This all seriously looks like Trump wanted to do something which looks big in the media as a military action (and a typical US-like international policeman's action) while indeed NOT being one. I wouldn't be surprised if someone digs out that he secretly paid Assad for expenses. Take a look what Assad and Putin said on that:

Putin: "that's an act of aggression; we cancel the anti-accidental clash treaty; but we can live without it and will continue cooperating in other ways"

Assad: "that was to encourage terrorists; we will still fight terrorists"

That's all. No one said anything irreversible, hard or insulting, which they would if they knew the situation is likely to be escalated. OK, for Putin it's normal to be careful, but Assad would really curse the US a bit if he really thought it was a serious attack on Syria.

These facts are still not enough to be sure, but time will show. Either Trump is indeed dumber than a piece of rock, or he was just forced to do this move, at the same time showing that he's not a Putin's puppet etc etc

Summary: you are totally right about Kim part of your post, you are too early to conclude things about Trump part of your post.

P.S.: more interesting facts to consider

souldrinker said...

Everybody is entitled for having a political position, and blogging about it.

Everybody NEEDS to be brutally decieved by a politician at least once, to be put in context of the politics as a human activity.

For you, Gevlon, once is clearly not enough since you continue to have illusions about Putin. ;-)

Shalcker said...

Chechnya is separate case that has little to do with Putin's values - their vision is certainly not enacted in all of Russia. They are just most "traditionalist" in their own ways and are clan-based, so if there is shame brought upon clan (and they might see gays as such) you have to act and everyone there will understand and look the other way. Similar things can happen in case some clan member will happen to be terrorist.

And Heda Saratova is local human rights figurehead. What she said is that "noone came to me with this problem, but if they did I would turn them away"; by later explanation she was "200% certain" (her words) there were no gays there, there are other human rights problems, but gays aren't one of them - she never encountered problems with them in 18 years on that position... this obsession with gays and their rights is Western fad, people have bigger problems.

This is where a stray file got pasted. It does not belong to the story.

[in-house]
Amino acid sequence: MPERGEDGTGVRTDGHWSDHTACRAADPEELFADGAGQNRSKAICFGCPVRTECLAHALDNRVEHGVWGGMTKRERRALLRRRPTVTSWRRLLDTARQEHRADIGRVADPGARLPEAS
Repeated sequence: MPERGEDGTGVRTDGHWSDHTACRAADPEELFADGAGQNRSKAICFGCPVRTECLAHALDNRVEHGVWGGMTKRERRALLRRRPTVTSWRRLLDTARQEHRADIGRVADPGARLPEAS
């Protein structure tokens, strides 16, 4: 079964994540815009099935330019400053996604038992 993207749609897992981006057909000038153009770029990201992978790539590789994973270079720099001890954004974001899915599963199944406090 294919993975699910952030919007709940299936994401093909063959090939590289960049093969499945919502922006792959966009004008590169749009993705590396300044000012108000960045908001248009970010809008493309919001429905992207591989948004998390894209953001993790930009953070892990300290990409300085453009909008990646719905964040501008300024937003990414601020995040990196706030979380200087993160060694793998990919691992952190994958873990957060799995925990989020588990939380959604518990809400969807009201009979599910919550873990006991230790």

And setting anyone speaking as "Putin's figurehead" is ridiculous - you're basically saying entire country cannot have opinion that wasn't implanted by Putin.

Gevlon said...

@Anonymous: you don't understand me. It's obvious that Putin has a policy about gays in Russia. There is no precedent that he ever tried to EXPORT that policy. Ergo, it's possible (though I find it stupid) that Putin will remove gays from Russia. But there is absolutely no evidence that he gives a damn what we do with our gays. Please link a news item when Russia intervened in other country's issue without Russian interests in danger. The USA on the other hand is infamous to meddle with the internal issues of other countries even if it hurts US interests.

@Antze: I don't want to "win". Kim Jong Un has zero chance to defeat the US, but he achieved that the US leaves him alone.

It is irrelevant if Trump wants to escalate, because:
- he already made the point that he is the president of the World, ready to discipline any disobeying minions, despite he explicitly said that he won't be the president of the World, he'll put America First.
- escalation isn't up to him. Anyone can mix bleach with battery acid to make some chlorine gas, kill some civilians with it and upload it to the internet to make another "horrible gas attack by Assad". Now that the precedent is set, he would look weak if he wouldn't respond.